Now is a pivotal time for the UK to remain competitive in the creative and cultural industries.
Our vibrant sector can supercharge the economy, continuing to create jobs and investment in Britain, but for this to happen, we need a step-change in policy to unleash the UK’s creative potential, starting with cutting studio business rates in the upcoming Spring Budget.
The UK creative industries have long played a crucial part in driving our economy and there is huge appetite for British cultural content around the world.
Cécile Frot-Coutaz, head of Sky Studios, believes the the UK needs a plan to remain competitive in the creative industries in 2024
International demand for British TV and film exports is set to grow by 50 per cent by 2033, as the UK continues to command a disproportionate share of the international market.
Hollywood blockbusters are increasingly filmed in Britain, with global productions like the upcoming Wicked movies choosing to shoot here thanks to our strong tax incentives, highly-skilled crews and world-class production facilities like the newly opened Sky Studios Elstree. Indeed, the UK is soon set to have more film studios than Hollywood itself.
International appetite for British creativity is matched by a clear vision from our industry to flex the UK’s media and entertainment strength.
In recent research, we found the sector could be worth an extra ten billion per year by 2033, contributing a significant £53 billion to the UK economy, more than double the UK’s car manufacturing sector.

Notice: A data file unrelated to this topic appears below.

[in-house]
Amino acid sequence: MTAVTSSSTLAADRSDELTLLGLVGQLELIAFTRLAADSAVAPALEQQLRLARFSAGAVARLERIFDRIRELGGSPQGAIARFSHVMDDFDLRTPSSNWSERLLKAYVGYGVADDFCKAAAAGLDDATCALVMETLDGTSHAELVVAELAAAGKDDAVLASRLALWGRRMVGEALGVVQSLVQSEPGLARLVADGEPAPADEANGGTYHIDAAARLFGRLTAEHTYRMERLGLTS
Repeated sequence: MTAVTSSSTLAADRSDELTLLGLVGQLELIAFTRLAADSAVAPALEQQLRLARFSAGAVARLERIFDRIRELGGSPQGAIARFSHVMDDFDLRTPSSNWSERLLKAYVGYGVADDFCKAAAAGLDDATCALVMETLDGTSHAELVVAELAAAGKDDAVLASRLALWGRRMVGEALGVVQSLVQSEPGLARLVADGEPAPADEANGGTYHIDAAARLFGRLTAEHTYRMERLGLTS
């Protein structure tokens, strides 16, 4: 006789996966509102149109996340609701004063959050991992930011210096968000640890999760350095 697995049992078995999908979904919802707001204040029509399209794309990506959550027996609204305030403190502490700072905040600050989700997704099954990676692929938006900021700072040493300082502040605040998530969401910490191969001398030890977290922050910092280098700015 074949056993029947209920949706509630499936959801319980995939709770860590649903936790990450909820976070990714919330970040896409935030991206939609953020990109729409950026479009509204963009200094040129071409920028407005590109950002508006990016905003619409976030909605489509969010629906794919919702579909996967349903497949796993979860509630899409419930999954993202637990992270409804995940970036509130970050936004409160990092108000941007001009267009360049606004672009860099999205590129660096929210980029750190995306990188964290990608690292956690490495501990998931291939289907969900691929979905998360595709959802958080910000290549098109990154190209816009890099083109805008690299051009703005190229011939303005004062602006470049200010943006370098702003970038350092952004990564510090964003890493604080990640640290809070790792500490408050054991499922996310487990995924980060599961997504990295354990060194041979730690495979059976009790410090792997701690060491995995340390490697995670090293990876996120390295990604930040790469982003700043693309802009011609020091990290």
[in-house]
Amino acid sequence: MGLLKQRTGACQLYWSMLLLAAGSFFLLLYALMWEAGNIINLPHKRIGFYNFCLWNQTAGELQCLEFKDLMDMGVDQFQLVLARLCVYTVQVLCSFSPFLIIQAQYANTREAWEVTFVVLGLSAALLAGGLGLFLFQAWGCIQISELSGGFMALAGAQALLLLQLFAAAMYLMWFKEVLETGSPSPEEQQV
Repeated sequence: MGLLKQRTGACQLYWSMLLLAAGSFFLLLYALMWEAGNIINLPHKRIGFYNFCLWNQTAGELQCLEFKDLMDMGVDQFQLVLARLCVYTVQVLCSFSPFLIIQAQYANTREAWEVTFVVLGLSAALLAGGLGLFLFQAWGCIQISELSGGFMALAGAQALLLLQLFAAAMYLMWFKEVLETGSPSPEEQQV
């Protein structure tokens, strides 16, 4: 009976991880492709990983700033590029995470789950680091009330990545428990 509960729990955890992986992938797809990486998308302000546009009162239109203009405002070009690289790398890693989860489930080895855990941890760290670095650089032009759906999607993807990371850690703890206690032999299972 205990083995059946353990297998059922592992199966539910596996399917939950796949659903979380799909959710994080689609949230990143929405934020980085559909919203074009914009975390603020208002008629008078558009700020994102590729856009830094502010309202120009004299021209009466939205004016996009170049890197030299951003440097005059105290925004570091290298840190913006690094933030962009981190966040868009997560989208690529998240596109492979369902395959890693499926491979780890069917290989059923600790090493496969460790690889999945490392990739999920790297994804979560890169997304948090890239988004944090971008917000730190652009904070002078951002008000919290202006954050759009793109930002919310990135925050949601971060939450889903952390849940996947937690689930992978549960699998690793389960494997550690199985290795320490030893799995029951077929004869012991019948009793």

To reach that point our industry and the UK Government must work together to invest in innovation, skills and key infrastructure.
Boosting innovation is crucial, and to fully reap the economic, social and creative benefits of a strong media and entertainment industry, the UK needs to remain a compelling place to do business.
So a new innovation impact test would set a high bar for any additional regulation, and would help to keep the UK competitive globally.
Further, acute skills shortages across the UK economy need to be tackled. We need to ensure there is a trained pipeline of talent to fill roles of the future, for example within the newly emerging trend of virtual production.
Dedicated digital skills training and expanding the scope of the Apprenticeship Levy to include broader retraining and retention across the workforce can help to address the challenge.
Thinking about inward investment, our studio space policy is crucial. For British content to thrive – at home and abroad – the Government needs to ensure business rates on studios remain competitive.
Compared to other sectors the proposed increases would make them an outlier and that puts the future success of original British film and TV at risk.
The UK has done lots of the right things to help creative industries thrive – but to stay competitive and drive productions to film here, it’s time for politicians to shout ‘Cut!’ on studio business rates, or we risk losing what could be a vital boost to the UK economy.
If we seize this opportunity, this could supercharge the UK as a powerhouse for TV and film – the jewel in the crown of our economy.